Remember that article I wrote about using positive reinforcement to change behavior when dealing with aggression? Well, obviously the scenario in it was hypothetical (the part about the snakes). That's not to say that it won't work, because it definitely would. However, since it was hypothetical I wanted to give you a real story using classical conditioning with a semi-feral cat.
I saw this article yesterday and just had to write something about it since obese dogs are one of my biggest pet peeves. About 20 years ago when I graduated from school my very first client had a huge German Shepherd. When I say huge, I mean *huge*. He weighed over 120#. When I'd take him out to train him people were impressed with his size & say "wow, how much does he weigh?", as if it were a good thing. My response to them was always "thirty pounds more than he should."
One of the calls I get most often is about dogs that are leash reactive and dog aggressive. This could mean they make noise, bark & lunge because they are happy to see the dog or person approaching, or it could mean they are not so happy to see what's coming towards them or behind a fence they are walking past. Sometimes the dogs themselves are conflicted and don't know what they want. Either way, it can be nerve wracking for both the person handling the dog as well as the subject at which the dog is reacting.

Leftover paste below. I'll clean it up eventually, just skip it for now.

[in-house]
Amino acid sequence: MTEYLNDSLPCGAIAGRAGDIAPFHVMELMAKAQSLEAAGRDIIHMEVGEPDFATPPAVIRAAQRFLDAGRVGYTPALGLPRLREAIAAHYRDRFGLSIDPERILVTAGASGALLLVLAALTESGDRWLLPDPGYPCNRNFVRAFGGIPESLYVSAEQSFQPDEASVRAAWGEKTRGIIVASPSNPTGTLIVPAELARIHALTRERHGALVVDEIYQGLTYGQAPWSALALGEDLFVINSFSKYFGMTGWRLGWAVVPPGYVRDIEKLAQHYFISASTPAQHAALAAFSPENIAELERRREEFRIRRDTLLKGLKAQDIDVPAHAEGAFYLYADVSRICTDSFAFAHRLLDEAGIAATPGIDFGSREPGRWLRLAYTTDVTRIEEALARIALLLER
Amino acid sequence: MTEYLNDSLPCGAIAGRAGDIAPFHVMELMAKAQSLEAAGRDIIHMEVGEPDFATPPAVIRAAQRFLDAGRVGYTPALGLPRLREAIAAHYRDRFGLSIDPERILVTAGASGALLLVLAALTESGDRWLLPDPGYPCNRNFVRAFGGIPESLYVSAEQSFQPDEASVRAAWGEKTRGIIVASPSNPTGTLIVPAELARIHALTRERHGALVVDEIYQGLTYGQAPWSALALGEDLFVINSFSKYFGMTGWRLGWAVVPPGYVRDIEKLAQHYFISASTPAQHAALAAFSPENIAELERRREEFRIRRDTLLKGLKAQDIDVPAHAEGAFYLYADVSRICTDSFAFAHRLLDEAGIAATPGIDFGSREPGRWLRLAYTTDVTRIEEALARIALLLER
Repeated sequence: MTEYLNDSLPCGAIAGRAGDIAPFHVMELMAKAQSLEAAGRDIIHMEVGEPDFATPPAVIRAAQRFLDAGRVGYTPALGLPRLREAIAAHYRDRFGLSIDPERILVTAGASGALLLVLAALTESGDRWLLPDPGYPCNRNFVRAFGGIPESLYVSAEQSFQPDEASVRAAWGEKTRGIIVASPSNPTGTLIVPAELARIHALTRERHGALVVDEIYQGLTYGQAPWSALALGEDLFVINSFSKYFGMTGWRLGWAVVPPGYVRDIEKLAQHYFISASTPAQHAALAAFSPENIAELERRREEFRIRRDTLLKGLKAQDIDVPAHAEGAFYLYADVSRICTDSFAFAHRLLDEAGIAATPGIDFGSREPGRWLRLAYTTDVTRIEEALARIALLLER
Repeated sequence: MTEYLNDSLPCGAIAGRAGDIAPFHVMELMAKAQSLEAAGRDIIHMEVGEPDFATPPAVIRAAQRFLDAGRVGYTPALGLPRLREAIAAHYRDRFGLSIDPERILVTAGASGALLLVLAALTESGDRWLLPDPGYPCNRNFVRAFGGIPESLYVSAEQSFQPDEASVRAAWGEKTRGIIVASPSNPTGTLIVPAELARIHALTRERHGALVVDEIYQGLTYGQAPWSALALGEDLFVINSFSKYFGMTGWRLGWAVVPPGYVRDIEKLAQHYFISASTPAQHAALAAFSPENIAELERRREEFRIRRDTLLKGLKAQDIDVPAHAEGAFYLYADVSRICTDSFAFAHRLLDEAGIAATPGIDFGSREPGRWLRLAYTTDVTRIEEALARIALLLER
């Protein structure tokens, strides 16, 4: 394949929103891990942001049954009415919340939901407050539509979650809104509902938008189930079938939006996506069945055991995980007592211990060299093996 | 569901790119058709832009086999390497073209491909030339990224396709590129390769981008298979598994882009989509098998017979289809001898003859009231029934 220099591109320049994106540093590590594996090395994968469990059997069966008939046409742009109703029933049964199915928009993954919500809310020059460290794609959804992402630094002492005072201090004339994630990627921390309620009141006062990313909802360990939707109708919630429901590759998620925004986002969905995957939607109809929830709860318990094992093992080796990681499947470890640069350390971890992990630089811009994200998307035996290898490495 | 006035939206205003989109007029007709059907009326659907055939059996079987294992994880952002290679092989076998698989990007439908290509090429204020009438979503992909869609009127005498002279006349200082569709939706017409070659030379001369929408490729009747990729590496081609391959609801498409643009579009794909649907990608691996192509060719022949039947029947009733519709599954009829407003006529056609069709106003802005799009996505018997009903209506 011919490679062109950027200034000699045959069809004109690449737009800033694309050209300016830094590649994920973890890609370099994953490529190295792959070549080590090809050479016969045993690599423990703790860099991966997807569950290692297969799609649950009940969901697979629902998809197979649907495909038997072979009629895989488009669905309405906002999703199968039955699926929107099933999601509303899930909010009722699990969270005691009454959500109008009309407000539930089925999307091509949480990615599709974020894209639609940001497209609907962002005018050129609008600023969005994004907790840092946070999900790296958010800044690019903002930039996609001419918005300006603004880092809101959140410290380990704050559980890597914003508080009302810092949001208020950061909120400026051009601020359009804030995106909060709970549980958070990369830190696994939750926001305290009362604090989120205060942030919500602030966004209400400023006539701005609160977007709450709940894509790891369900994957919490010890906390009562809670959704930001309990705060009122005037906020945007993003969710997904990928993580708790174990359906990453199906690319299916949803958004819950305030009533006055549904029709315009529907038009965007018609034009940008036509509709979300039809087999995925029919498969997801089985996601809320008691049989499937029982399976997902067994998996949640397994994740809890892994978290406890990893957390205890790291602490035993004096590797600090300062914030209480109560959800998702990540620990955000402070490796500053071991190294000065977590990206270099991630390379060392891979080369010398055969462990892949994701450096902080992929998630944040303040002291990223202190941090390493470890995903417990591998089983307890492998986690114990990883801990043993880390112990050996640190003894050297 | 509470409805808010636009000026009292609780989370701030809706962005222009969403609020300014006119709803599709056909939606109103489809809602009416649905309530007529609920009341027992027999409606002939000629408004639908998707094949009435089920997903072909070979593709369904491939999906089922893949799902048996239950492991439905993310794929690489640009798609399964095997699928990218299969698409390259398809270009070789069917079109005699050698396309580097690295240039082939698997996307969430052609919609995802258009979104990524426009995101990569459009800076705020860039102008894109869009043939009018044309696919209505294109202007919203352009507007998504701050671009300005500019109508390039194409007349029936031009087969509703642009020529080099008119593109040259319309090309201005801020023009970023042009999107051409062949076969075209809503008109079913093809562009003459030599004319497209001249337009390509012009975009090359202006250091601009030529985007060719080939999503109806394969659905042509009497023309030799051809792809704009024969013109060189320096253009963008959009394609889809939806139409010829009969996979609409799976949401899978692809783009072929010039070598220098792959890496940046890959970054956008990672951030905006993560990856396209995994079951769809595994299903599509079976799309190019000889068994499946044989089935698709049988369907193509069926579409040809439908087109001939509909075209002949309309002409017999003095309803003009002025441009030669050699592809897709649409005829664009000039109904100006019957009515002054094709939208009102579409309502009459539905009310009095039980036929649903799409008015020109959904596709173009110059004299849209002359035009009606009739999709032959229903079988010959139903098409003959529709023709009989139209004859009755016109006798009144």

The following is about a young, large breed dog who was playing roughly and becoming aggressive with another dog in the household. This is how we fixed it. As an update, the two are playing great together and the larger, younger dog won't even be outside without a toy in his mouth now.